First published in 1991. An implicit thesis of this volume is that popular culture in Chile is more than the total of many individual biographies. It requires a new analysis of society as a whole and of social change. Too often, political scientists and other social analysts have seen social change as proceeding from the top down. One can interpre
Table of Contents
Introduction: Placing Chile’s Popular Culture in Context -- Historical Perspectives -- The History of Popular Culture in Chile: Different Paths -- Christianity and Popular Movements in the Twentieth Century -- Dimensions of Popular Culture -- Political Movements and Popular Culture -- Popular Organizations and the Economy of Solidarity -- Being Female and Poor: A Double Oppression -- Bread and Roses: Women Who Live Poverty -- Men of the Street, Women of the Household: Youth in Popular Sectors -- Love and Rural Popular Culture -- Popular Education: The Viewpoint of the Participants -- Popular Theater and Popular Movements -- Human Rights and Popular Organizations -- Conclusion: Toward a Theory of Popular Culture—Some Chilean Excursions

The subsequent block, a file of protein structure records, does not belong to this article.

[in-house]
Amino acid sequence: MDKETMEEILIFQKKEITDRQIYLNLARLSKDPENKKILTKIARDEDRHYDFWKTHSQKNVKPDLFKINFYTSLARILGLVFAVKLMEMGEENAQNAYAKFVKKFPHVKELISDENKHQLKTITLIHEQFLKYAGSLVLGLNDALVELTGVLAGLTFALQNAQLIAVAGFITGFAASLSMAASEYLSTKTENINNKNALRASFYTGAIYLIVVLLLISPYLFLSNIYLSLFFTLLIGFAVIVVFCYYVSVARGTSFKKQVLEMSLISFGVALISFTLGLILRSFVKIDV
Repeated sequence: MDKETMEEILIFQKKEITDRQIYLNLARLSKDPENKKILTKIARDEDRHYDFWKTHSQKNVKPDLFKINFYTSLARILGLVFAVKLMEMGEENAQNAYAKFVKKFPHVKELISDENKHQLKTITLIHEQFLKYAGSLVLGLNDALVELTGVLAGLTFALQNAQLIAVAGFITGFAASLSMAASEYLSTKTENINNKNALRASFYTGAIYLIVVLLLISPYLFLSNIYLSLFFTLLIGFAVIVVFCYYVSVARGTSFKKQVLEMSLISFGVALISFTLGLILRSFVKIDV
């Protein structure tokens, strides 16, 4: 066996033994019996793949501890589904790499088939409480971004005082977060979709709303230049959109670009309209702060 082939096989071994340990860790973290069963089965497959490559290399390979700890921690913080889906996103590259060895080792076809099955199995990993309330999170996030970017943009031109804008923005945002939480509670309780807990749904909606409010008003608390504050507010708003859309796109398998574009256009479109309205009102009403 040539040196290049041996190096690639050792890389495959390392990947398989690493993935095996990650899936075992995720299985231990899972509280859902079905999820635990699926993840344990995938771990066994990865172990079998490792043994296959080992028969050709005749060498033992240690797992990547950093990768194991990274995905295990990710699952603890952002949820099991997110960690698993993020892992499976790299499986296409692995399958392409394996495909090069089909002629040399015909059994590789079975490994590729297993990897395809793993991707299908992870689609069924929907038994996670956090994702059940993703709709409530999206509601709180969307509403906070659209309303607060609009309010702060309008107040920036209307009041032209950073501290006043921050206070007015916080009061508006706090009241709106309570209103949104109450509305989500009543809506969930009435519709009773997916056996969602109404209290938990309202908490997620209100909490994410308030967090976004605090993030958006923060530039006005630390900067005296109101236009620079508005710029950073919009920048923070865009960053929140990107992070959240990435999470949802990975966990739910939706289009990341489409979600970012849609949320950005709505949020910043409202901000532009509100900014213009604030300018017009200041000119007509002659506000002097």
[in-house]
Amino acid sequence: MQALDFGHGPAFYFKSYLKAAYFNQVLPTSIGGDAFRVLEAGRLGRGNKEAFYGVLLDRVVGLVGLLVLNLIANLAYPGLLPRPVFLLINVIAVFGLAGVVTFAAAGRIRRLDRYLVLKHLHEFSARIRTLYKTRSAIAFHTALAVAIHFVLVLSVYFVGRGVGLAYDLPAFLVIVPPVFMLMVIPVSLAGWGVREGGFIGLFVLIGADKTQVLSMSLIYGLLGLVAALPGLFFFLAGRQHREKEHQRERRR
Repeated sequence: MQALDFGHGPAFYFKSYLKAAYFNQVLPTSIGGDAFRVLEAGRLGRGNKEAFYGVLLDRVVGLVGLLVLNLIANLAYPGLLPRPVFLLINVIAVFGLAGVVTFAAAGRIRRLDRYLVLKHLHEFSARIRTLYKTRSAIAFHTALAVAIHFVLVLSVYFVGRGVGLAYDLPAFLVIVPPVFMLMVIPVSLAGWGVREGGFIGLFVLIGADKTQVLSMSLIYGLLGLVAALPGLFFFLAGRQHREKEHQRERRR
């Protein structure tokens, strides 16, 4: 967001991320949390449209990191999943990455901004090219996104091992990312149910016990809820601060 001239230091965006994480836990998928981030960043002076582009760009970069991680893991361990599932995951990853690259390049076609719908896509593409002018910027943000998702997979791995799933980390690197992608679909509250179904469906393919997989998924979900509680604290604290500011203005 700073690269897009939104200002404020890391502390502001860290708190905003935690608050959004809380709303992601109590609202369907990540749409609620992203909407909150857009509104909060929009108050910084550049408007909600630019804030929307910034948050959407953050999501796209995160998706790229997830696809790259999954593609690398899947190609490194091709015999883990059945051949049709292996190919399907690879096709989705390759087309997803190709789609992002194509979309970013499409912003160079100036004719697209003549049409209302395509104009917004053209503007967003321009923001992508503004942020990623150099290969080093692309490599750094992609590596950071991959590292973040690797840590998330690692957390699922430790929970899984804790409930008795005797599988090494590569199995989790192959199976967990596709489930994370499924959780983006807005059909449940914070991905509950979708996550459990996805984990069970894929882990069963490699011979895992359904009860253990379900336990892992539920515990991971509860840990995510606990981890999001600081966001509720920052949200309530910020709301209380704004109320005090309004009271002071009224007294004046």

Kenneth Aman is professor of philosophy and religion at Montclair State College. He has visited Chile several times, most notably in 1985–1986 when he and his family spent most of a sabbatical year there. They had the unusual experience of living in a typical población, the same milieu that figures prominently in virtually every chapter of this volume. Aman, who has published widely on Latin American liberation theology, turned his research interests to popular culture after encountering it directly and interviewing a number of scholars. He was particularly impressed by the opportunities and challenges this culture offers to Christians. Aman is also the editor of Border Regions of Faith: An Anthology of Religion (1987).